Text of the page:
Apr 10

There are many police and law enforcement officials who are concerned with the growing trend of using military-trained mercenaries to train and work with local police officers in the United States, but there are many who believe the events of September 11, 2001 dictate the need for a new paradigm.

For example, Kentucky’s Lexington Police Department contracted Blackwater Security International to provide what’s described as homeland security training. Meanwhile that city’s Mayor Jim Newberry and its chief of police Anthony Beatty refused free training provided by the US Immigration and Customs Enforcement federal program that prepares police officers to enforce immigration and border security as part of their duties.

Lexington is on the nation’s list of so-called Sanctuary Cities in which police officers are prohibited from working with ICE or Border Patrol agents in the United States. Critics are angry over the use of local tax dollars to hire Blackwater personnel to train the police.

But Lexington isn’t the only city using hired guns to help local police officers. In New Orleans, heavily armed operatives from the Blackwater private security firm, infamous for their work in Iraq, are openly patrolling the streets of that beleaguered city.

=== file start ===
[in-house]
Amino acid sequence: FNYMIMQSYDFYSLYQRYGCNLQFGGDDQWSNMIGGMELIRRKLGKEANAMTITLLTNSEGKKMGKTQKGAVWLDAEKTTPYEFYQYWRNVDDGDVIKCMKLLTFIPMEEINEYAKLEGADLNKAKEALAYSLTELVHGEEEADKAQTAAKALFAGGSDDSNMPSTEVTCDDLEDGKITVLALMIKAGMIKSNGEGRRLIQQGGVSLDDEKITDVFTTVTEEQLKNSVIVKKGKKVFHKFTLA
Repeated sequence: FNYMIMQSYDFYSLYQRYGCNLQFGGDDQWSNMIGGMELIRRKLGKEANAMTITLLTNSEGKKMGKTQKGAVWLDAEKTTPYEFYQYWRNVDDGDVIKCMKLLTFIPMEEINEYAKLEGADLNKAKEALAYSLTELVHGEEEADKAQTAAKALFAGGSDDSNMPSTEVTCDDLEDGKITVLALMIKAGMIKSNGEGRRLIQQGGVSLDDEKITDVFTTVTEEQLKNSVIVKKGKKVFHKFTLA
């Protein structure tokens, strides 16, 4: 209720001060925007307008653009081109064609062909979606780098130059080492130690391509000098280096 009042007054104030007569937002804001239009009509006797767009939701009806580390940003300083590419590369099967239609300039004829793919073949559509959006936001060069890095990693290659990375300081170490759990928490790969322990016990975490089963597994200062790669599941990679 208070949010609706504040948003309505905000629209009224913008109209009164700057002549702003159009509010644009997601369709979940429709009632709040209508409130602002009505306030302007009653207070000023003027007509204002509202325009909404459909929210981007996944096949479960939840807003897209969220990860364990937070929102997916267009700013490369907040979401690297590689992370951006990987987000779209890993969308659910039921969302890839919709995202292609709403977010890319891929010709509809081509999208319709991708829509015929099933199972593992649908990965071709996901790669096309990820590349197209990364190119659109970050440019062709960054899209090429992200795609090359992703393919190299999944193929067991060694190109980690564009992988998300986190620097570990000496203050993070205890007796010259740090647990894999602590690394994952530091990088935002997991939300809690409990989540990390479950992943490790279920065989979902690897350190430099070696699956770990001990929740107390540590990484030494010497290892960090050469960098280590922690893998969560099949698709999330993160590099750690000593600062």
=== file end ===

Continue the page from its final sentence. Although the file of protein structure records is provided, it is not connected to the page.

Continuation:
Some of the mercenaries were reportedly “deputized” by the Louisiana governor and were issued gold Louisiana State law enforcement badges to wear on their chests and Blackwater photo identification cards to be worn on their arms.

While they are working in Louisiana, Blackwater officials say they are on contract with the Department of Homeland Security and have been given the authority to use lethal force if necessary. Some of the mercenaries assigned to patrol the streets of New Orleans recently returned from Iraq, where they provided personal security details for the former head of the US occupation, L. Paul Bremer, and the former US ambassador to Iraq, John Negroponte. Continue reading »

Tags: , , , , , , , , , , , , , , , , ,

Mar 26

Miami police could soon be the first in the United States to use cutting-edge, spy-in-the-sky technology to beef up their fight against crime.

A small pilotless drone manufactured by Honeywell International (HON.N), capable of hovering and “staring” using electro-optic or infrared sensors, is expected to make its debut soon in the skies over the Florida Everglades.

If use of the drone wins Federal Aviation Administration approval after tests, the Miami-Dade Police Department will start flying the 14-pound (6.3 kg) drone over urban areas with an eye toward full-fledged employment in crime fighting. Continue reading »

Tags: , , , , , ,